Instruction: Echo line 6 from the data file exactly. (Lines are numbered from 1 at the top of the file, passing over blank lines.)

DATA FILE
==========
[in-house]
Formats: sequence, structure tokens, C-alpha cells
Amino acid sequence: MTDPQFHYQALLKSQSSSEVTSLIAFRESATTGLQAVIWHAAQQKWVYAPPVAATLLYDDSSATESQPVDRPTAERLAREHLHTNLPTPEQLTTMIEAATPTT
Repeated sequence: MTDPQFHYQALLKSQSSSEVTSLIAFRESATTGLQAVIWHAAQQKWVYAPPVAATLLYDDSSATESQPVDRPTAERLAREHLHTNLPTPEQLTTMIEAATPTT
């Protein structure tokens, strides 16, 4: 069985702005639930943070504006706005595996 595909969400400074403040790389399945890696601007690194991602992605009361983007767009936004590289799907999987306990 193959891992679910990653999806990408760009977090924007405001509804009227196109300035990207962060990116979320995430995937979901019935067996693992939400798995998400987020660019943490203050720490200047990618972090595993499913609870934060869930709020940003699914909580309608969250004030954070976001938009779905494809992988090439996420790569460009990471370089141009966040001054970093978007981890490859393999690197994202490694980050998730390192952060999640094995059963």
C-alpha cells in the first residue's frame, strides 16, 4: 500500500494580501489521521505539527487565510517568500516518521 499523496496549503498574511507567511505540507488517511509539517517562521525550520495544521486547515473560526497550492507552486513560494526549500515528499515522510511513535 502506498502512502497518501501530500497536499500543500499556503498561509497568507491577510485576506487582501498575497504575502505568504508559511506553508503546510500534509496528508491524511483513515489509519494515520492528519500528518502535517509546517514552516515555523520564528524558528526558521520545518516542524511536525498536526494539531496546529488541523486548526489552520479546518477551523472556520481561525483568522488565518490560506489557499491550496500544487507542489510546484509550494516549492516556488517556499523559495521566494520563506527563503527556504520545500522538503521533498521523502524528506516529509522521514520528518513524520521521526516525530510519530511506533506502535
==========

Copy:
C-alpha cells in the first residue's frame, strides 16, 4: 500500500494580501489521521505539527487565510517568500516518521 499523496496549503498574511507567511505540507488517511509539517517562521525550520495544521486547515473560526497550492507552486513560494526549500515528499515522510511513535 502506498502512502497518501501530500497536499500543500499556503498561509497568507491577510485576506487582501498575497504575502505568504508559511506553508503546510500534509496528508491524511483513515489509519494515520492528519500528518502535517509546517514552516515555523520564528524558528526558521520545518516542524511536525498536526494539531496546529488541523486548526489552520479546518477551523472556520481561525483568522488565518490560506489557499491550496500544487507542489510546484509550494516549492516556488517556499523559495521566494520563506527563503527556504520545500522538503521533498521523502524528506516529509522521514520528518513524520521521526516525530510519530511506533506502535